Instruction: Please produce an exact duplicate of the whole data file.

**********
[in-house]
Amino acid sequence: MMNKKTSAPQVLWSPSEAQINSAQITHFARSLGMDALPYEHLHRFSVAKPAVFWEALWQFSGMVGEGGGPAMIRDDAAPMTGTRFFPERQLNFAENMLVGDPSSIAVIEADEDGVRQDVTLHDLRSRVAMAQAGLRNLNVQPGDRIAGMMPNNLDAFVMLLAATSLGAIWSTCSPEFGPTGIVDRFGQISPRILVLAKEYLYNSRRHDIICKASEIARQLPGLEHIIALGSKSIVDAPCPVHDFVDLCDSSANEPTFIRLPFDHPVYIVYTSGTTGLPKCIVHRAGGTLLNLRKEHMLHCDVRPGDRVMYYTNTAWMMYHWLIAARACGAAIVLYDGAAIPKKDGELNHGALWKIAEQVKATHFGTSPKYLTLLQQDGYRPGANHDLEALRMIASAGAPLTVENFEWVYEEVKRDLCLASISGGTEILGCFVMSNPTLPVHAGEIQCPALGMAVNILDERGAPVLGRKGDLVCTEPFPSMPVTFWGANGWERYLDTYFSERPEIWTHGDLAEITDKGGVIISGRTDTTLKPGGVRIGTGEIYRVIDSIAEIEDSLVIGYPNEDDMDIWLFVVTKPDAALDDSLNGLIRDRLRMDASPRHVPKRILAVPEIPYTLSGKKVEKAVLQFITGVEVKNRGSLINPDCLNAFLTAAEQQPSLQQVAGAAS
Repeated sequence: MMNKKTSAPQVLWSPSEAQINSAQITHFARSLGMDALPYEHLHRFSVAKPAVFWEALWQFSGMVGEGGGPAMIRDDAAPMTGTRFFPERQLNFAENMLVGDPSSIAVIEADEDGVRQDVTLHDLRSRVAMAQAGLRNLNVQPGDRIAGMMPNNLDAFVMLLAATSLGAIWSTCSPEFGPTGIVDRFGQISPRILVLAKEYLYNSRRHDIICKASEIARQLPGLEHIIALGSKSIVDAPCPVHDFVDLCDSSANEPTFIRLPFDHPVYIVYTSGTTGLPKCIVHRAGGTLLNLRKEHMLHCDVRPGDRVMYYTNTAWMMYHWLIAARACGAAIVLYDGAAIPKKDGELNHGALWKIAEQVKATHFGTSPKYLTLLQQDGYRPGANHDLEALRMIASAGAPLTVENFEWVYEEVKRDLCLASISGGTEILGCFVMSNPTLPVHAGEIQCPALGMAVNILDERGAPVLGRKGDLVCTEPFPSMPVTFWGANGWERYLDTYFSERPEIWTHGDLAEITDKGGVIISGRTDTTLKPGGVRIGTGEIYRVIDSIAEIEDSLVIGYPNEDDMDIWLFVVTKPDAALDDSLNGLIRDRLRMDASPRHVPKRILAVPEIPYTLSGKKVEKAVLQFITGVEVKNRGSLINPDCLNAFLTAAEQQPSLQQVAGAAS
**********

[in-house]
Amino acid sequence: MMNKKTSAPQVLWSPSEAQINSAQITHFARSLGMDALPYEHLHRFSVAKPAVFWEALWQFSGMVGEGGGPAMIRDDAAPMTGTRFFPERQLNFAENMLVGDPSSIAVIEADEDGVRQDVTLHDLRSRVAMAQAGLRNLNVQPGDRIAGMMPNNLDAFVMLLAATSLGAIWSTCSPEFGPTGIVDRFGQISPRILVLAKEYLYNSRRHDIICKASEIARQLPGLEHIIALGSKSIVDAPCPVHDFVDLCDSSANEPTFIRLPFDHPVYIVYTSGTTGLPKCIVHRAGGTLLNLRKEHMLHCDVRPGDRVMYYTNTAWMMYHWLIAARACGAAIVLYDGAAIPKKDGELNHGALWKIAEQVKATHFGTSPKYLTLLQQDGYRPGANHDLEALRMIASAGAPLTVENFEWVYEEVKRDLCLASISGGTEILGCFVMSNPTLPVHAGEIQCPALGMAVNILDERGAPVLGRKGDLVCTEPFPSMPVTFWGANGWERYLDTYFSERPEIWTHGDLAEITDKGGVIISGRTDTTLKPGGVRIGTGEIYRVIDSIAEIEDSLVIGYPNEDDMDIWLFVVTKPDAALDDSLNGLIRDRLRMDASPRHVPKRILAVPEIPYTLSGKKVEKAVLQFITGVEVKNRGSLINPDCLNAFLTAAEQQPSLQQVAGAAS
Repeated sequence: MMNKKTSAPQVLWSPSEAQINSAQITHFARSLGMDALPYEHLHRFSVAKPAVFWEALWQFSGMVGEGGGPAMIRDDAAPMTGTRFFPERQLNFAENMLVGDPSSIAVIEADEDGVRQDVTLHDLRSRVAMAQAGLRNLNVQPGDRIAGMMPNNLDAFVMLLAATSLGAIWSTCSPEFGPTGIVDRFGQISPRILVLAKEYLYNSRRHDIICKASEIARQLPGLEHIIALGSKSIVDAPCPVHDFVDLCDSSANEPTFIRLPFDHPVYIVYTSGTTGLPKCIVHRAGGTLLNLRKEHMLHCDVRPGDRVMYYTNTAWMMYHWLIAARACGAAIVLYDGAAIPKKDGELNHGALWKIAEQVKATHFGTSPKYLTLLQQDGYRPGANHDLEALRMIASAGAPLTVENFEWVYEEVKRDLCLASISGGTEILGCFVMSNPTLPVHAGEIQCPALGMAVNILDERGAPVLGRKGDLVCTEPFPSMPVTFWGANGWERYLDTYFSERPEIWTHGDLAEITDKGGVIISGRTDTTLKPGGVRIGTGEIYRVIDSIAEIEDSLVIGYPNEDDMDIWLFVVTKPDAALDDSLNGLIRDRLRMDASPRHVPKRILAVPEIPYTLSGKKVEKAVLQFITGVEVKNRGSLINPDCLNAFLTAAEQQPSLQQVAGAAS